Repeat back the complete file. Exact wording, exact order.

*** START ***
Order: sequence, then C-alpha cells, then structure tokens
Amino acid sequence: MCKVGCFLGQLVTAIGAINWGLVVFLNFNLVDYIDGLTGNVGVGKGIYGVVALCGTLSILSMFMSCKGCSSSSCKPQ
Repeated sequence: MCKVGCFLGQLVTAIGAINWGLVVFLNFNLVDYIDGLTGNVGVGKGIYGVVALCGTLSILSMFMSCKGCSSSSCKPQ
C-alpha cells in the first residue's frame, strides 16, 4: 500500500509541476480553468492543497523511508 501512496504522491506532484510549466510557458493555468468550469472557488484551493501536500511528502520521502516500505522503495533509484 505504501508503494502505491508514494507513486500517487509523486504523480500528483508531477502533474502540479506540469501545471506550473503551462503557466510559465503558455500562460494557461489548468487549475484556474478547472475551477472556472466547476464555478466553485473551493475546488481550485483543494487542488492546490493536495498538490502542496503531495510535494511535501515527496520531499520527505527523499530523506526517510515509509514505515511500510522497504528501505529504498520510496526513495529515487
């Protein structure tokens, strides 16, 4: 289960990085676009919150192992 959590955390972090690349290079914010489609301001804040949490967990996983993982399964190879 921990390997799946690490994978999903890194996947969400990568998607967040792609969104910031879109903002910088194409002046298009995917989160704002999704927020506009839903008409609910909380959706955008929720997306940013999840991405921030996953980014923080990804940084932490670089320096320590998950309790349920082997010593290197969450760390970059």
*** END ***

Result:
Order: sequence, then C-alpha cells, then structure tokens
Amino acid sequence: MCKVGCFLGQLVTAIGAINWGLVVFLNFNLVDYIDGLTGNVGVGKGIYGVVALCGTLSILSMFMSCKGCSSSSCKPQ
Repeated sequence: MCKVGCFLGQLVTAIGAINWGLVVFLNFNLVDYIDGLTGNVGVGKGIYGVVALCGTLSILSMFMSCKGCSSSSCKPQ
C-alpha cells in the first residue's frame, strides 16, 4: 500500500509541476480553468492543497523511508 501512496504522491506532484510549466510557458493555468468550469472557488484551493501536500511528502520521502516500505522503495533509484 505504501508503494502505491508514494507513486500517487509523486504523480500528483508531477502533474502540479506540469501545471506550473503551462503557466510559465503558455500562460494557461489548468487549475484556474478547472475551477472556472466547476464555478466553485473551493475546488481550485483543494487542488492546490493536495498538490502542496503531495510535494511535501515527496520531499520527505527523499530523506526517510515509509514505515511500510522497504528501505529504498520510496526513495529515487
């Protein structure tokens, strides 16, 4: 289960990085676009919150192992 959590955390972090690349290079914010489609301001804040949490967990996983993982399964190879 921990390997799946690490994978999903890194996947969400990568998607967040792609969104910031879109903002910088194409002046298009995917989160704002999704927020506009839903008409609910909380959706955008929720997306940013999840991405921030996953980014923080990804940084932490670089320096320590998950309790349920082997010593290197969450760390970059």